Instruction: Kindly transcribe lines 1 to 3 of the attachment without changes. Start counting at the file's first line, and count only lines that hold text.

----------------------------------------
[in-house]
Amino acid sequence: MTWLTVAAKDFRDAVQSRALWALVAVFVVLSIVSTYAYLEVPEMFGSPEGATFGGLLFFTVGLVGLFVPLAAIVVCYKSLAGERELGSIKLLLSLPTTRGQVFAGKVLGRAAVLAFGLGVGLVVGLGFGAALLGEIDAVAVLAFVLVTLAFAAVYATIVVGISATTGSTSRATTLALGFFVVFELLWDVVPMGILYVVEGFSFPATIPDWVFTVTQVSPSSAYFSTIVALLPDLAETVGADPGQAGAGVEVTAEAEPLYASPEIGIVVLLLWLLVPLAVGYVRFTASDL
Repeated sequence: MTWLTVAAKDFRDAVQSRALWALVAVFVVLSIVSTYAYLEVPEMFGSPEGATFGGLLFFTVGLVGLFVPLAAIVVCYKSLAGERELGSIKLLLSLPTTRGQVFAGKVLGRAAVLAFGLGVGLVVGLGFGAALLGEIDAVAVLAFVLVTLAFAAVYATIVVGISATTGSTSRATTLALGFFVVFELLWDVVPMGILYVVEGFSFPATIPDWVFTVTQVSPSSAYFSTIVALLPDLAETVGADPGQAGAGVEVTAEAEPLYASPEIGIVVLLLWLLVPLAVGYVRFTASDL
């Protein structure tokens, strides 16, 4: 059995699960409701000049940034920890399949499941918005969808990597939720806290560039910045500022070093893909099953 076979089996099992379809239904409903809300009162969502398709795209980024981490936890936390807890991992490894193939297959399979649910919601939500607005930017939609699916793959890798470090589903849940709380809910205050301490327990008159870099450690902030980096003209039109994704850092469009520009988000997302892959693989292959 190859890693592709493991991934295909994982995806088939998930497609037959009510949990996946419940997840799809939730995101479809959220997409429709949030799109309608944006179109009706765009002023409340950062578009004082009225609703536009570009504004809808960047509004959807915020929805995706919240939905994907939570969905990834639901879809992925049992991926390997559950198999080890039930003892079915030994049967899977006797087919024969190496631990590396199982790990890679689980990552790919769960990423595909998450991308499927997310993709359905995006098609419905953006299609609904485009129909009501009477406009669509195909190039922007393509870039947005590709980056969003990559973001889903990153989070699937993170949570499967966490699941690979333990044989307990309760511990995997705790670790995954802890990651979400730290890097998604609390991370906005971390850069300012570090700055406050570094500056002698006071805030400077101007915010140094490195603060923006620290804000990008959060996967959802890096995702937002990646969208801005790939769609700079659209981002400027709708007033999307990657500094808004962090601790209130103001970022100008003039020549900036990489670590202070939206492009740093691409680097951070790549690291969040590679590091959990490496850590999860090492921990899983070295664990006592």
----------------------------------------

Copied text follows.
[in-house]
Amino acid sequence: MTWLTVAAKDFRDAVQSRALWALVAVFVVLSIVSTYAYLEVPEMFGSPEGATFGGLLFFTVGLVGLFVPLAAIVVCYKSLAGERELGSIKLLLSLPTTRGQVFAGKVLGRAAVLAFGLGVGLVVGLGFGAALLGEIDAVAVLAFVLVTLAFAAVYATIVVGISATTGSTSRATTLALGFFVVFELLWDVVPMGILYVVEGFSFPATIPDWVFTVTQVSPSSAYFSTIVALLPDLAETVGADPGQAGAGVEVTAEAEPLYASPEIGIVVLLLWLLVPLAVGYVRFTASDL
Repeated sequence: MTWLTVAAKDFRDAVQSRALWALVAVFVVLSIVSTYAYLEVPEMFGSPEGATFGGLLFFTVGLVGLFVPLAAIVVCYKSLAGERELGSIKLLLSLPTTRGQVFAGKVLGRAAVLAFGLGVGLVVGLGFGAALLGEIDAVAVLAFVLVTLAFAAVYATIVVGISATTGSTSRATTLALGFFVVFELLWDVVPMGILYVVEGFSFPATIPDWVFTVTQVSPSSAYFSTIVALLPDLAETVGADPGQAGAGVEVTAEAEPLYASPEIGIVVLLLWLLVPLAVGYVRFTASDL